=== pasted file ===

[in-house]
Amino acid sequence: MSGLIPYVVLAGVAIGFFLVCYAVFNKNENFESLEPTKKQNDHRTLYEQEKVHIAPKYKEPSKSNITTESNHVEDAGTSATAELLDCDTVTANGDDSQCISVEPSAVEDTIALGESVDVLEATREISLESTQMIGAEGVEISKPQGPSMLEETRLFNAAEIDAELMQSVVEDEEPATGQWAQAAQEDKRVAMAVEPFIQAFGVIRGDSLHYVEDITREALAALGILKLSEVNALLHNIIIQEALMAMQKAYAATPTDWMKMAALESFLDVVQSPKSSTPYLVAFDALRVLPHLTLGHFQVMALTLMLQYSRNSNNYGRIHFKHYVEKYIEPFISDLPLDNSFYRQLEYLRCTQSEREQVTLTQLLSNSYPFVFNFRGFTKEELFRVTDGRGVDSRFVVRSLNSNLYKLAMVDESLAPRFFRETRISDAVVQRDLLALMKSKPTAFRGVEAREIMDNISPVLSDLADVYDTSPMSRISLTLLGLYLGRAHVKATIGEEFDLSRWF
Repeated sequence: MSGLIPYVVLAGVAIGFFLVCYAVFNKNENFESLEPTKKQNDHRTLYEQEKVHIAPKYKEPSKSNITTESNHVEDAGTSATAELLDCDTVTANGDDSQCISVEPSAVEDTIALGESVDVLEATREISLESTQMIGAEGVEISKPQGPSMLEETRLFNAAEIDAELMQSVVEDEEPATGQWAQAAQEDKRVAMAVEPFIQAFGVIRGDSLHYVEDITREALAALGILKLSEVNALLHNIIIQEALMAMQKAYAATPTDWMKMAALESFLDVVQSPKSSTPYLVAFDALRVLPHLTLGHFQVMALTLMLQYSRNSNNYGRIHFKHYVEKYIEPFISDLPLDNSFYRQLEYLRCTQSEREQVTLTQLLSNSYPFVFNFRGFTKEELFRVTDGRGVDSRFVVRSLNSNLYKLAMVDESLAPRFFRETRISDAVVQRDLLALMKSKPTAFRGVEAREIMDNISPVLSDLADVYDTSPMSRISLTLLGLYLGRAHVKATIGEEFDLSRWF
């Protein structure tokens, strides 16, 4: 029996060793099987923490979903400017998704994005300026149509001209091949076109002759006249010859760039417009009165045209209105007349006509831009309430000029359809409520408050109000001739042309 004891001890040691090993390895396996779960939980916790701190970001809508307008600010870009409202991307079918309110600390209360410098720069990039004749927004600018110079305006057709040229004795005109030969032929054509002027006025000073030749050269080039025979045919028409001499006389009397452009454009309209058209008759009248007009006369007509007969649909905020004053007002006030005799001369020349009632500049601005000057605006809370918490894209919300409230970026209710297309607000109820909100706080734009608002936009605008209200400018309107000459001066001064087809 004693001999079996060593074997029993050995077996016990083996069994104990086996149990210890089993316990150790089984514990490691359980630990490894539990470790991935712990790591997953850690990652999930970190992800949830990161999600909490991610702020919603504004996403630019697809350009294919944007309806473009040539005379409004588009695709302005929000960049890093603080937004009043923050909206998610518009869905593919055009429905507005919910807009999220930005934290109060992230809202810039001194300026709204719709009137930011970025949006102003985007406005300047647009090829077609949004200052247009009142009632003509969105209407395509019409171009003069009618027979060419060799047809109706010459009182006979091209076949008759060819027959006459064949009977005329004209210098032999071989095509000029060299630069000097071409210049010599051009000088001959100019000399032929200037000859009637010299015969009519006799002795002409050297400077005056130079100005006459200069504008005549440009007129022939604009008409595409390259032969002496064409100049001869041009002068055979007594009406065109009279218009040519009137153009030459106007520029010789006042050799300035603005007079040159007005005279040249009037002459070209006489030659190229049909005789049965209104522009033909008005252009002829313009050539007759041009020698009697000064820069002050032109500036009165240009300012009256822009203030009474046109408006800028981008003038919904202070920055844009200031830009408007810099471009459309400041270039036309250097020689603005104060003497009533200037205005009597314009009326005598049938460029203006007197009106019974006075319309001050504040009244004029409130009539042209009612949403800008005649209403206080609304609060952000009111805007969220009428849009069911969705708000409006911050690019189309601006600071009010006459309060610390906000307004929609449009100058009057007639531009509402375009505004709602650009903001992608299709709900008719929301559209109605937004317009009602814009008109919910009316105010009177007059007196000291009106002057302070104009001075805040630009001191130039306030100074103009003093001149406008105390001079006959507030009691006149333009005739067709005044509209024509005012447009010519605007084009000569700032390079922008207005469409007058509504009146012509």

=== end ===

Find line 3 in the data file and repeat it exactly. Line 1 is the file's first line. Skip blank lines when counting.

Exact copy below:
Repeated sequence: MSGLIPYVVLAGVAIGFFLVCYAVFNKNENFESLEPTKKQNDHRTLYEQEKVHIAPKYKEPSKSNITTESNHVEDAGTSATAELLDCDTVTANGDDSQCISVEPSAVEDTIALGESVDVLEATREISLESTQMIGAEGVEISKPQGPSMLEETRLFNAAEIDAELMQSVVEDEEPATGQWAQAAQEDKRVAMAVEPFIQAFGVIRGDSLHYVEDITREALAALGILKLSEVNALLHNIIIQEALMAMQKAYAATPTDWMKMAALESFLDVVQSPKSSTPYLVAFDALRVLPHLTLGHFQVMALTLMLQYSRNSNNYGRIHFKHYVEKYIEPFISDLPLDNSFYRQLEYLRCTQSEREQVTLTQLLSNSYPFVFNFRGFTKEELFRVTDGRGVDSRFVVRSLNSNLYKLAMVDESLAPRFFRETRISDAVVQRDLLALMKSKPTAFRGVEAREIMDNISPVLSDLADVYDTSPMSRISLTLLGLYLGRAHVKATIGEEFDLSRWF